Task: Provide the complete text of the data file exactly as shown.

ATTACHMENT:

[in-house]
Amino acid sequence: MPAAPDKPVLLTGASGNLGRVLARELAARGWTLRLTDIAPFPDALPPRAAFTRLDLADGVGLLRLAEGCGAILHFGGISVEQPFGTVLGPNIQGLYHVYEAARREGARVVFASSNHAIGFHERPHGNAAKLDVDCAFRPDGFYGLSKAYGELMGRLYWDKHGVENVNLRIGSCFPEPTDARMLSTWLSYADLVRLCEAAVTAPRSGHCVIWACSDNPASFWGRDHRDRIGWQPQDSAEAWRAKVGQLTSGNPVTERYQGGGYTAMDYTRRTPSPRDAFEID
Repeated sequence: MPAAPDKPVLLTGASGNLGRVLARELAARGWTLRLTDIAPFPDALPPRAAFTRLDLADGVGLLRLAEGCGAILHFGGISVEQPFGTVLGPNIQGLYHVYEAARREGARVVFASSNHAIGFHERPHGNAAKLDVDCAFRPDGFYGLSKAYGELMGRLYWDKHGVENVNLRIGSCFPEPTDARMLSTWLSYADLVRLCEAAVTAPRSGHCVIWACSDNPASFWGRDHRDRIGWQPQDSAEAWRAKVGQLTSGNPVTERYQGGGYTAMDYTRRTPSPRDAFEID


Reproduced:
[in-house]
Amino acid sequence: MPAAPDKPVLLTGASGNLGRVLARELAARGWTLRLTDIAPFPDALPPRAAFTRLDLADGVGLLRLAEGCGAILHFGGISVEQPFGTVLGPNIQGLYHVYEAARREGARVVFASSNHAIGFHERPHGNAAKLDVDCAFRPDGFYGLSKAYGELMGRLYWDKHGVENVNLRIGSCFPEPTDARMLSTWLSYADLVRLCEAAVTAPRSGHCVIWACSDNPASFWGRDHRDRIGWQPQDSAEAWRAKVGQLTSGNPVTERYQGGGYTAMDYTRRTPSPRDAFEID
Repeated sequence: MPAAPDKPVLLTGASGNLGRVLARELAARGWTLRLTDIAPFPDALPPRAAFTRLDLADGVGLLRLAEGCGAILHFGGISVEQPFGTVLGPNIQGLYHVYEAARREGARVVFASSNHAIGFHERPHGNAAKLDVDCAFRPDGFYGLSKAYGELMGRLYWDKHGVENVNLRIGSCFPEPTDARMLSTWLSYADLVRLCEAAVTAPRSGHCVIWACSDNPASFWGRDHRDRIGWQPQDSAEAWRAKVGQLTSGNPVTERYQGGGYTAMDYTRRTPSPRDAFEID